Postby shock_the_monkey » Mon Oct 08, 2012 7:07 pm

Sh3ld0n wrote:Perhaps I am being too simplistic but I see it like this:
I have a conscience.

yes, i do think that's too simplistic. i think this is varying degress of theory of mind. and it isn't a matter of whether one thinks one has a social conscience, as this is self-determined, but rather whether society does. i'm reluctant to make an extreme parallel but hitler was a vegetarian and an animal lover. i rather doubt he thought he lacked a social conscience, and based on the aforementioned it certainly appears that he had some sort of concern for animals. even humans, as he did marry eva braun before they both committed suicide. but history hasn't judged him too kindly.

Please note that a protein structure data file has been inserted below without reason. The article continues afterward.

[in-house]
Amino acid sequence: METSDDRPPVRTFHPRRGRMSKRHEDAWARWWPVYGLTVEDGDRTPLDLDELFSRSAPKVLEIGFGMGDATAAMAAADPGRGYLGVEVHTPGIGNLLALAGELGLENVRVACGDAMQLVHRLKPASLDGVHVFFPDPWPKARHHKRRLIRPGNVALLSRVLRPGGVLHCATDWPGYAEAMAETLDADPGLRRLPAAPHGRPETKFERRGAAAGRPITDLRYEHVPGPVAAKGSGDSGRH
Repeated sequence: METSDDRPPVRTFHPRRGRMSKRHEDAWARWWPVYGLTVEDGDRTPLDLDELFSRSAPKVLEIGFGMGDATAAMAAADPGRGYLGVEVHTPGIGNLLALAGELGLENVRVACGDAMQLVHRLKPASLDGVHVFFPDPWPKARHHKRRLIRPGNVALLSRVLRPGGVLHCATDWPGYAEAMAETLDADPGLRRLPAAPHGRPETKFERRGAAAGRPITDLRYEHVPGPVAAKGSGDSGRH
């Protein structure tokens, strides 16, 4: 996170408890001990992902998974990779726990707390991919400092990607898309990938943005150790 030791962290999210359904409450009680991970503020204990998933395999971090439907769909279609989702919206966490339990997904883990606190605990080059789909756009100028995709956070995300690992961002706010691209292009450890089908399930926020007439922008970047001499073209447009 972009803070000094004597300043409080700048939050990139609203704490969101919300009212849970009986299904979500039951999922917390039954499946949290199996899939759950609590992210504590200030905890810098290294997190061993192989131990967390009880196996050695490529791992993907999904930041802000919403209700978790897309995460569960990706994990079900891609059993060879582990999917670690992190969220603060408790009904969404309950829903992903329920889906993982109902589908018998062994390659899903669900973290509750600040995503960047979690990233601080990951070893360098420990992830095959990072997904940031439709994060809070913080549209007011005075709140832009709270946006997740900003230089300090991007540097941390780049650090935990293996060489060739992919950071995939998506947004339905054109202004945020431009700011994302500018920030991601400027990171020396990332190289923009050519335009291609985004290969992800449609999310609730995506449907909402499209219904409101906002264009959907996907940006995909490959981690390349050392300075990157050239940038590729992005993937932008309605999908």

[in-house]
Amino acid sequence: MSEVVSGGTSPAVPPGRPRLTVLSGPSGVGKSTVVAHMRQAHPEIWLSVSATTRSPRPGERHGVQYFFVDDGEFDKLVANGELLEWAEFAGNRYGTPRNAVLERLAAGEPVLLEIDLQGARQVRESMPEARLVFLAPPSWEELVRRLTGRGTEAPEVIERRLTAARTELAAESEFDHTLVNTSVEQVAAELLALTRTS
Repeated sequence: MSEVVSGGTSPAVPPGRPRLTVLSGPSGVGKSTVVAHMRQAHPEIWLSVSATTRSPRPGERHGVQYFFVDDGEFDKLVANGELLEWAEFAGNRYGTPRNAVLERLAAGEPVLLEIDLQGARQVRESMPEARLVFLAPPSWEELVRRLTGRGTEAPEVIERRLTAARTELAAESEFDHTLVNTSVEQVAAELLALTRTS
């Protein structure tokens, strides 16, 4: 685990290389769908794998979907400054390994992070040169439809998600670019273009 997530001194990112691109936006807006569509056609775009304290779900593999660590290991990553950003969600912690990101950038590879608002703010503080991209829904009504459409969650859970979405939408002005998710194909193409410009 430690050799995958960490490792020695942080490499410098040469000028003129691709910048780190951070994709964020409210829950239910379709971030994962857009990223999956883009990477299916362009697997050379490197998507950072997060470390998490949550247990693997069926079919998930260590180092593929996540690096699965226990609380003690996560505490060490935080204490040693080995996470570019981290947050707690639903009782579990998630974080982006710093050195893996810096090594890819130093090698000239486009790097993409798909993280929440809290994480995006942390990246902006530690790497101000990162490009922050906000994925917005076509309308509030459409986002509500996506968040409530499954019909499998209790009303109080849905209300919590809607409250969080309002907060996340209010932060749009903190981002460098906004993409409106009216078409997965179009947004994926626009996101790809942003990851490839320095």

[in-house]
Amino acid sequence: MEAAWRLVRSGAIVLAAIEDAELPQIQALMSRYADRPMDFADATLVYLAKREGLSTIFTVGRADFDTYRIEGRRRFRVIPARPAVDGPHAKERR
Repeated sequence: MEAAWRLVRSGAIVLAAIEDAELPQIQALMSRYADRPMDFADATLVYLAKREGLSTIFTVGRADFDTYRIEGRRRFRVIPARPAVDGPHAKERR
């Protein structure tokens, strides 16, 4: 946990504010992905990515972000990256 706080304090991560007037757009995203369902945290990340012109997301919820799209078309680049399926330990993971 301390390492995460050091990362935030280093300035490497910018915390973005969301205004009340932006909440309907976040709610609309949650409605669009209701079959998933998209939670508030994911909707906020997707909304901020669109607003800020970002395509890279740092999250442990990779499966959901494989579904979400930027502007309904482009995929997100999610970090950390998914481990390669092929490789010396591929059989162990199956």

something knocked me out' the trees
now i'm on my knees
... don't you know you're gonna shock the monkey

there is one thing you must be sure of
i can't take any more
... don't you know you're gonna shock the monkey

don't like it but i guess i'm learning

... shock the monkey to life